The old saying goes about not making a drama out of a crisis; thankfully, there’s nothing similar about making a black comedy out of one instead, which is just as well where Sergei Loznitsa’s darkly comic 2018 film Donbass is concerned.
To get a feeling for the movie, you first have to understand the backdrop to the action. The Donbass region of Eastern Ukraine is the site of an ongoing conflict between Ukrainian forces and Russian-backed separatists, who comprise the self-declared Donetsk and Luhansk People’s Republics.
The situation began in 2013, when the Ukrainian government rejected a close association with the EU, and they looked to instead form closer links with Russia. Following chaos caused by mass protests, Russian forces annexed the Crimea, and pro-Russian separatists took control of the cities of Donetsk and Luhansk, declaring themselves independent of Ukraine.
A peace agreement was reached in 2015, with a Security Zone established after a ceasefire. However, despite all the good intentions, the ceasefire is breached on a daily basis, and the Security Zone is one of the deadliest places in Ukraine. Russia is eager to annex Ukraine back into itself, having previously been a part of Russia, and subsequently the Soviet Union until its collapse.
Writer and director Sergei Loznitsa has a connection to the subject matter, through his 2014 documentary Maidan, about the Euromaidan movement which provided a catalyst for the current situation in the country. The film provided a record of the mass public demonstrations which took place in Kiev’s Independence Square, in response to the Ukrainian government’s decision to draw closer to Russia, so the documentary effectively acts as a prequel of sorts to Donbass, as it provides context and background to the events which we see unfolding here.
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Although using the ongoing conflict as a backdrop for this fictional piece, it gives an insight into what it must be like to be in a war zone, where life could be taken at any moment. Loznitsa shows a society which has, by any conventional measure, broken down; yet, at the same time, there exists a different form of society which has risen up in its place, adapting to the changed circumstances. It’s a window on what can happen when civilisation hangs over the precipice of a dangerous moral vacuum.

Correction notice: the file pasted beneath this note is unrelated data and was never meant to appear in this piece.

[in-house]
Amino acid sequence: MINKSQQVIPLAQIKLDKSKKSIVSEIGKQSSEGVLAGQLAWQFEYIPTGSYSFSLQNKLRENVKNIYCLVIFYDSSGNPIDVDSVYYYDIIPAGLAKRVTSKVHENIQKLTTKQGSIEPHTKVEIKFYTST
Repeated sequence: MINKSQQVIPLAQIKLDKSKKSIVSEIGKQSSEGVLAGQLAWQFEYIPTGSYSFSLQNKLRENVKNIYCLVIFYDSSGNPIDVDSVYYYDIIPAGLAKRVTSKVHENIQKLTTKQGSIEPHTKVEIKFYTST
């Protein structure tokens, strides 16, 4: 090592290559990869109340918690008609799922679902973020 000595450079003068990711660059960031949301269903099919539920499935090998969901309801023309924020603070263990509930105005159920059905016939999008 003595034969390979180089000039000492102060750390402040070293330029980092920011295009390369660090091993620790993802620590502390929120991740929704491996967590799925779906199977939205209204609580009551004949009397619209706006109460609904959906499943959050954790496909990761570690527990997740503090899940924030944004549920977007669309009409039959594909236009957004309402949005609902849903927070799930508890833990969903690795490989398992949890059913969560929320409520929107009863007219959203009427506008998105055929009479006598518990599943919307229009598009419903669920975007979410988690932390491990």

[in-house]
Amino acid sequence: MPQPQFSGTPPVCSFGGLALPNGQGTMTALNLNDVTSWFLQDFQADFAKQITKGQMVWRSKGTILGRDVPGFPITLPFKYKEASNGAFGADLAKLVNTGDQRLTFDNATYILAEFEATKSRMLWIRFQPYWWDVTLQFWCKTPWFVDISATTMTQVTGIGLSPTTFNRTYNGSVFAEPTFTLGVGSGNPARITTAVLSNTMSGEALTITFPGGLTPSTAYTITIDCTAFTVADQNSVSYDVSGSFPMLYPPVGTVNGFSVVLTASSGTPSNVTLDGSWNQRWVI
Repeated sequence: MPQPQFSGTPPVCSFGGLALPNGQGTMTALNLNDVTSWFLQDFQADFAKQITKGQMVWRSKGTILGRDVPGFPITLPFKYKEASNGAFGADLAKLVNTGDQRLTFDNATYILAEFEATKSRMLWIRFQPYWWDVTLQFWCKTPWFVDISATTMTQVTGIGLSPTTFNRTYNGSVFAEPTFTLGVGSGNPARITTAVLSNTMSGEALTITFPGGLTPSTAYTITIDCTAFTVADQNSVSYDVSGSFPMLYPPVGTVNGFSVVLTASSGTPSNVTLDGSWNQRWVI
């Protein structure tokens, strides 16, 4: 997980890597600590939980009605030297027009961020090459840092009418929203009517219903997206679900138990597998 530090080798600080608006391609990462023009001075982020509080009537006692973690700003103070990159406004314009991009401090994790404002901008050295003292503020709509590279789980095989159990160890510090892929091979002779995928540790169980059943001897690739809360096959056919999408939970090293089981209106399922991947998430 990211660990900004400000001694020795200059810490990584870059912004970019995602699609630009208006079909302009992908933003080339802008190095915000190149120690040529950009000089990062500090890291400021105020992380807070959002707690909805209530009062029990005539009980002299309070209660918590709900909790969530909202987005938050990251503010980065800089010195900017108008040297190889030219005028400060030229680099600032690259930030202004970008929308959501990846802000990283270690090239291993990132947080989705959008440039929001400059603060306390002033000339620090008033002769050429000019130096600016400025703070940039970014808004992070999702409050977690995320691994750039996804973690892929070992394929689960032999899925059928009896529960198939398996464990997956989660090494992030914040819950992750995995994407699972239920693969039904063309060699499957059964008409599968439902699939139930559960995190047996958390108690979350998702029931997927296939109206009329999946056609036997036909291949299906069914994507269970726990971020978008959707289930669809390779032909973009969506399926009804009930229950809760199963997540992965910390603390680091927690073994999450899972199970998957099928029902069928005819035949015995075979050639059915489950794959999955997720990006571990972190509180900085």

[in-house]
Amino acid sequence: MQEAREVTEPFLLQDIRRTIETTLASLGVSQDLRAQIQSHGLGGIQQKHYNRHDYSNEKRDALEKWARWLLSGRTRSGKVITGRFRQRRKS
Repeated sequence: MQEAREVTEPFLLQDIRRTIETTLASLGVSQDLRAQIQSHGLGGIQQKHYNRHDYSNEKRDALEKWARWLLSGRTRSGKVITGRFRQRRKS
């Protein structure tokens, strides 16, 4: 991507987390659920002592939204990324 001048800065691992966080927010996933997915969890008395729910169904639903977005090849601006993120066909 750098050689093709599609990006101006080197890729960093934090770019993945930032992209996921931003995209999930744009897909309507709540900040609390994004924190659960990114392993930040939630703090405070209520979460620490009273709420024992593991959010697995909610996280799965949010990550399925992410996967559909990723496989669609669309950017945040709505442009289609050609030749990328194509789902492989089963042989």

In Donbass, corruption exists on every level and strata, from politicians virtually all the way down to the man (or woman) on the street, doing whatever they can to survive. The precarious lack of a defined moral compass is reflected best here in a painfully uncomfortable sequence, where mob rule takes full effect after one of the enemy combatants is paraded in public – the scene slowly builds, as the members of the growing crowd goad each other on, and whip each other up into a near-rabid, hysterical frenzy.
Modern wars are fought on many fronts, with one of them being in propaganda or information. Recently our global culture has shifted, and thanks to the Leader of the Free World, the concept of ‘fake news’ has gained considerable traction, to the extent that it’s become a part of our daily lexicon. That theme runs strongly through Donbass, as we get to see how reality has become subjective, being manufactured and carefully cultivated for corrupt and devious ends.
However, there is also adversity of spirit in times of war, and the film also gives us specks of light and hope in amongst all of the carnage, horror and relentless toll of living through conflict. It’s easy to forget that people have to go about their daily lives, and we see them doing mundane things such as queuing for buses, which helps connect us to them. We also get to see a wedding in one of the vignettes, giving some respite from the reality of things, and presenting us with some joy and humanity.
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Donbass is by no means an easy watch at times, but that’s only right; it challenges us as viewers, and lets us take a look at an unfamiliar world, as well as educating us about events which are still current but, even so, may not be known to the outside world. The fact that Loznitsa manages to open our eyes to the full horror of what’s going on right now is worthy of note, and makes the film easily worth two hours of your time.
Donbass is available now on Blu-ray from Eureka Entertainment.